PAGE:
'Moon': New Sci-Fi Movie Indicts Our Culture of Exploitation


Duncan Jones' new film, Moon, opens with a piece of corporate propaganda describing how, in the near future, humanity has moved beyond the multiple environmental and social threats of the early 21st century.

There are no more wars over oil, and no more starvation, thanks to a global network of clean fusion reactors fueled with helium-3, which is mined on the far side of the moon.

The source of this remarkable global transformation is revealed to be in the hands of a single person, Sam Bell (Sam Rockwell in an astonishing performance), the solitary employee of Lunar Industries, Inc. For nearly three years, Sam has monitored the mining of helium-3 from a small lunar base, his only companion a highly mobile, ceiling-mounted robot named GERTY (voiced by Kevin Spacey). Owing to an apparent glitch in the corporation's orbiting communications satellite, no direct communication with Earth is possible, leaving Sam with pre-recorded videotapes as his only means of contact with his wife, Tess (Dominique McElligott), and daughter.

At the start of the film, Sam is two weeks away from the end of his solitude. He's counting the days by marking his sleeping quarter walls with happy faces in felt pen, and whiling his time by carving a small town out of wood. Disheveled, pale and clearly near the end of his tether, he begins experiencing hallucinations, one of which leads him to crash his lunar rover into a regolith harvester, apparently to be buried alive.

Immediately, the film cuts to Sam's recovery in the medical bay. Yet no rescue should have been possible. The audience begins to sense that nothing about Sam's existence can be counted on as real.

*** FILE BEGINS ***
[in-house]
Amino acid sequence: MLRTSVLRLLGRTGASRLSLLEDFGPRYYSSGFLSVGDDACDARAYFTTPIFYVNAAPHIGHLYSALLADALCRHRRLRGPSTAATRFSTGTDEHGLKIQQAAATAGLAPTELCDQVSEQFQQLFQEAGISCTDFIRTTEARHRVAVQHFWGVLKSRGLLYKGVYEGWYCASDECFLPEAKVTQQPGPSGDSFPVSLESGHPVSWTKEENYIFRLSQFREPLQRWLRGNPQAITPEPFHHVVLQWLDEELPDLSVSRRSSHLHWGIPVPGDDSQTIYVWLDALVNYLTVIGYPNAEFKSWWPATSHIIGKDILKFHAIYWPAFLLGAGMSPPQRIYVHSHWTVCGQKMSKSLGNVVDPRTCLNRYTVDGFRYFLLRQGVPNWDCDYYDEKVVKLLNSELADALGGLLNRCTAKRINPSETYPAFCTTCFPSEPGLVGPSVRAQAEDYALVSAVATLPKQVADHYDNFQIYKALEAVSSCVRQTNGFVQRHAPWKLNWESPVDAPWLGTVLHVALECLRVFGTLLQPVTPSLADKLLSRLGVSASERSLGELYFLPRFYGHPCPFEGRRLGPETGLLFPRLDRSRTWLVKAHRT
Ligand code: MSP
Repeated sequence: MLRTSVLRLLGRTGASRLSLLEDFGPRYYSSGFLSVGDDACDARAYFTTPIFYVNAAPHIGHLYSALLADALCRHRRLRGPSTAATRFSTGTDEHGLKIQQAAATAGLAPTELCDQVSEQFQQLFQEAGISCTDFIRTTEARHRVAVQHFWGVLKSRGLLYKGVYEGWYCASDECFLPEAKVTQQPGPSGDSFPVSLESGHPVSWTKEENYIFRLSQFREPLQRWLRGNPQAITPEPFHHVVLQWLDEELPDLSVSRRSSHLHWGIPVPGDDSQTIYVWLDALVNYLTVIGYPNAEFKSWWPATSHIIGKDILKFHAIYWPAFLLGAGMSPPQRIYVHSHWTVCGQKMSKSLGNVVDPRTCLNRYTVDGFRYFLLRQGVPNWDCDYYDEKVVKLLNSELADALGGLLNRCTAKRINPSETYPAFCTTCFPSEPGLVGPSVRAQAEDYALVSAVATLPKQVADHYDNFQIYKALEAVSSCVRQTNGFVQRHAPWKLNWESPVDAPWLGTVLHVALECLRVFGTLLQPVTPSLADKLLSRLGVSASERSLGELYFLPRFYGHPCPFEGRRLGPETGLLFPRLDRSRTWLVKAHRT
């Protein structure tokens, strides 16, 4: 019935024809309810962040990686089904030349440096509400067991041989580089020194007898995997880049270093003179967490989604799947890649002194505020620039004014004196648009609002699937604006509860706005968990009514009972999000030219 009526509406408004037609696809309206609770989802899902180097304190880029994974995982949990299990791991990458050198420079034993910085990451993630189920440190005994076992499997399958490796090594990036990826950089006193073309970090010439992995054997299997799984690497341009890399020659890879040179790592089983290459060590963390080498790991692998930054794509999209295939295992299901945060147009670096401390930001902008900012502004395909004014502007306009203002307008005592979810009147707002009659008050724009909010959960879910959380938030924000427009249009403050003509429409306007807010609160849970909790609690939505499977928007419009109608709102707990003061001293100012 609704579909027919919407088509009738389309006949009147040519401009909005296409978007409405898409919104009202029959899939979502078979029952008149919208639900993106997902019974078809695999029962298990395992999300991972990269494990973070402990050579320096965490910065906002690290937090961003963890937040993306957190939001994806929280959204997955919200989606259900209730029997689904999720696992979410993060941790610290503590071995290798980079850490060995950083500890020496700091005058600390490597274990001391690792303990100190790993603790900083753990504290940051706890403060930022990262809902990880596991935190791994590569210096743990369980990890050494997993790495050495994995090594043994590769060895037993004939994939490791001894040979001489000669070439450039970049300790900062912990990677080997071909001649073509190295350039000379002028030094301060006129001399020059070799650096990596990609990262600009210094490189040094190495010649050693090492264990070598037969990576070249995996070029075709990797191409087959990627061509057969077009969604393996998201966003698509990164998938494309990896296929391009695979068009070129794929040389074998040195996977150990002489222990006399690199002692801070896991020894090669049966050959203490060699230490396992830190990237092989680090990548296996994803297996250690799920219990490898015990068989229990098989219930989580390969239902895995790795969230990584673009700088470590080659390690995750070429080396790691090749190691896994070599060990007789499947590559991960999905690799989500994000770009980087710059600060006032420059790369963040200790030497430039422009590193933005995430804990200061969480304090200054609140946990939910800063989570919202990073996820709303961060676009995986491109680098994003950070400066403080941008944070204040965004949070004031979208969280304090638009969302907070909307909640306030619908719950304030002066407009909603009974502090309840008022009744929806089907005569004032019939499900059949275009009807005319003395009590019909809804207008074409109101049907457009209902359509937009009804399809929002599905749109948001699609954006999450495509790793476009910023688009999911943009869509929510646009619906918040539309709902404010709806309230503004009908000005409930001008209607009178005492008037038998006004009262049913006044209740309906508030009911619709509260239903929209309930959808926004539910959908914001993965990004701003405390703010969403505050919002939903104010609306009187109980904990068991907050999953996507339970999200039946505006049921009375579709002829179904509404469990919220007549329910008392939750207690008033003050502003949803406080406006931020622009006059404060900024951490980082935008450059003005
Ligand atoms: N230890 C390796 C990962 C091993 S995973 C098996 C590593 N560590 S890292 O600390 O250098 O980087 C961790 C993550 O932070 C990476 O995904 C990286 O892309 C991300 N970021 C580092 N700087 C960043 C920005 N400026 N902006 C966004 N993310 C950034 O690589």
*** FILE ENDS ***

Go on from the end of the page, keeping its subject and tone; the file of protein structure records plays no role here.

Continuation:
Filmed for a mere $5 million -- less than most Hollywood films probably spend on catering -- Moon is visually stunning, intelligent and emotionally powerful. It raises profound questions about the nature of our identities, as well as our relationships with each other and our institutions.

The film offers plenty of visual and auditory cues that acknowledge its cinematic ancestry: the computer displays are very similar to those seen in 2001: A Space Odyssey, and Spacey's GERTY seems more often than not to be channeling Douglas Rain's HAL 9000 from 2001.

Beyond these design elements, Moon also joins a long list of science-fiction movies to make use of the "sinister megacorporation of the future" trope. Like Blade Runner, Outland, the Alien films and RoboCop, Moon portrays a society completely dependent on a vast and unscrupulous corporate entity for its economic well-being. In this case, Lunar Industries has almost complete control over not only the Earth's energy needs but Sam's very existence -- so much so that the nature of his existence is in doubt.

However, screenwriters Nathan Parker and Jones do not make Lunar Industries a mere stock villain, but rather use its control over Sam as a way to take Karl Marx's theories on the alienation of labor to their logical extreme.

In his Manuscripts of 1844, Marx proposed that industrial capitalism separated ("estranged" or "alienated") workers from the fruits of their own labour, as well as from any control over their own working conditions, from each other, and, finally, from themselves. He wrote: